Small business tech: How to build a low-risk web business

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Small business tech: How to build a low-risk web business
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Ever dreamt of taking your small business online? Here's the basics you need to know about finding the right software and getting your site noticed by Google

With a modest budget, a bit of technical skill and determination, it's possible to build your own web business. But some specific technical know-how could give you a crucial advantage over the thousands of entrepreneurs entering the Internet business from a standing start. 

At the very least it could save you money on hiring dedicated web developers. 

What type of business?

The classic mistake of the web entrepreneur is being over-ambitious. Focus on finding a potentially profitable niche. This might mean claiming a small part of an already well-established and lucrative market. There's little point in taking on dozens of big name clothing chains by selling replica shirts online, for example, but a site could prosper by selling smartly-designed or quirky clothing. Web businesses can also thrive by delivering an everyday service or product that's hard to come by elsewhere.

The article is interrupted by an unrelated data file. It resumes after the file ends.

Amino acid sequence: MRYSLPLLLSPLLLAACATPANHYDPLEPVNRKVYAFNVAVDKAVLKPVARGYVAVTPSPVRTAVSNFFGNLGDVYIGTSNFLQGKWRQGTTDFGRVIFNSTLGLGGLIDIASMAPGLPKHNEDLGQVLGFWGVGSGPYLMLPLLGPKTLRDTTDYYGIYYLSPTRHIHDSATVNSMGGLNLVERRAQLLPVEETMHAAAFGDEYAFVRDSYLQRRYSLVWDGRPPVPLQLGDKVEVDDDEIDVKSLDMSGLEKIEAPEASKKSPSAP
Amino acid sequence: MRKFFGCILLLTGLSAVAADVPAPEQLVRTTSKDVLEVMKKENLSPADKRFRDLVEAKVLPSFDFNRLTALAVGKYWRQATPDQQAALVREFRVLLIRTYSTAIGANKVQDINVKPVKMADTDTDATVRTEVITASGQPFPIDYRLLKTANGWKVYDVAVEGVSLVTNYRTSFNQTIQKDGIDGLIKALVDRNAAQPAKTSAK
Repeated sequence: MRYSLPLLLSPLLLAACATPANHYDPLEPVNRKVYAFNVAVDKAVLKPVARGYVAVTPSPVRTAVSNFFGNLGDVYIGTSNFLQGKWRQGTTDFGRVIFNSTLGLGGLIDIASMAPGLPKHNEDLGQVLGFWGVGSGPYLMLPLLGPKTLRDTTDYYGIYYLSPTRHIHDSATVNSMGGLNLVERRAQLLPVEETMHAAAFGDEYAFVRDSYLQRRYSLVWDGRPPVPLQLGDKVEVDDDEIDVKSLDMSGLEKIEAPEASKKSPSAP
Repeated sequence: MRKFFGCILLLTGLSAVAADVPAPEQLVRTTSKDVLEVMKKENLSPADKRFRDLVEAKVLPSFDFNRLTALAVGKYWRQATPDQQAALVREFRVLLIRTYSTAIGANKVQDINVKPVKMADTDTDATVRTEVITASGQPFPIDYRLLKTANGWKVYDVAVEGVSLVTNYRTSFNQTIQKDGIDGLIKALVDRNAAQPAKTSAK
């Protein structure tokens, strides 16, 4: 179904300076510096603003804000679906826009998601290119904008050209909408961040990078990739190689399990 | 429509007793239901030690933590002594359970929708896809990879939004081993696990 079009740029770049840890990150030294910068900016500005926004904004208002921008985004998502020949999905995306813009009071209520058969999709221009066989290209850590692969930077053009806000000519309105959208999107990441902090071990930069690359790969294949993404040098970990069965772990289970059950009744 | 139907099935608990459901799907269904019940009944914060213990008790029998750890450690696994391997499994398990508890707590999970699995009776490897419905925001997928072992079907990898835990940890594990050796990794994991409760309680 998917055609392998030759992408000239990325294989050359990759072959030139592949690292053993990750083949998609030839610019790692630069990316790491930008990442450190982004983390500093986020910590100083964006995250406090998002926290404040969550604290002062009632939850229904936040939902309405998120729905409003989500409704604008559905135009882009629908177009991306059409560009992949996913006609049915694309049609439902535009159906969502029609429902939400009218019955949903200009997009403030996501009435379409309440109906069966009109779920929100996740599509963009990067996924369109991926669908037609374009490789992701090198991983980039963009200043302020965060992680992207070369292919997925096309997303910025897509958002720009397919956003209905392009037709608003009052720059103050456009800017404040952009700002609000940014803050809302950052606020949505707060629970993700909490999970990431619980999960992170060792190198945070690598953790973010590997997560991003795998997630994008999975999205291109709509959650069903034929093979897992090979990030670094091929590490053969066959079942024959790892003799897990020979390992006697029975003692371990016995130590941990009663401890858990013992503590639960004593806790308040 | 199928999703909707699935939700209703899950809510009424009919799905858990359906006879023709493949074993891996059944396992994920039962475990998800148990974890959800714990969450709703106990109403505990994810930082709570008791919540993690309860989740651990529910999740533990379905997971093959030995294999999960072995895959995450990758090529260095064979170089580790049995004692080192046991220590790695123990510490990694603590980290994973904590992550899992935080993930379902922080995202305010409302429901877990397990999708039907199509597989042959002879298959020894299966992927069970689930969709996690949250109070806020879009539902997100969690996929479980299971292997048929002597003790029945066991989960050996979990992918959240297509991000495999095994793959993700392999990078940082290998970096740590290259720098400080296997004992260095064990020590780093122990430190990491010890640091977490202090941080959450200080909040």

While the potential reach of a website is often a huge advantage, the benefits of localisation shouldn't be forgotten. Tradesmen such as builders, plumbers or electricians aren't going to turn a profit by chasing jobs from Parramatta to Perth, but a well-targeted local website (such as the as-yet non-existent www.canberradecorator.com.au) could drag in more business than advertising in local newspapers, for example, as we'll see when we look at search-engine optimisation.

Whatever type of web business you choose to run, the crucial factor is to demonstrate the company can turn a profit sooner rather than later. Banks, venture capitalists and angel investors are unwilling to take a punt on websites that can attract hordes of visitors without a clear method to wring cash from them.

Web businesses make money in one of three ways: selling goods or services, through advertising, or via subscriptions. Your business model could encompass one, two, or even all three of those, but it's vital to identify and accurately calculate those income streams beforehand.


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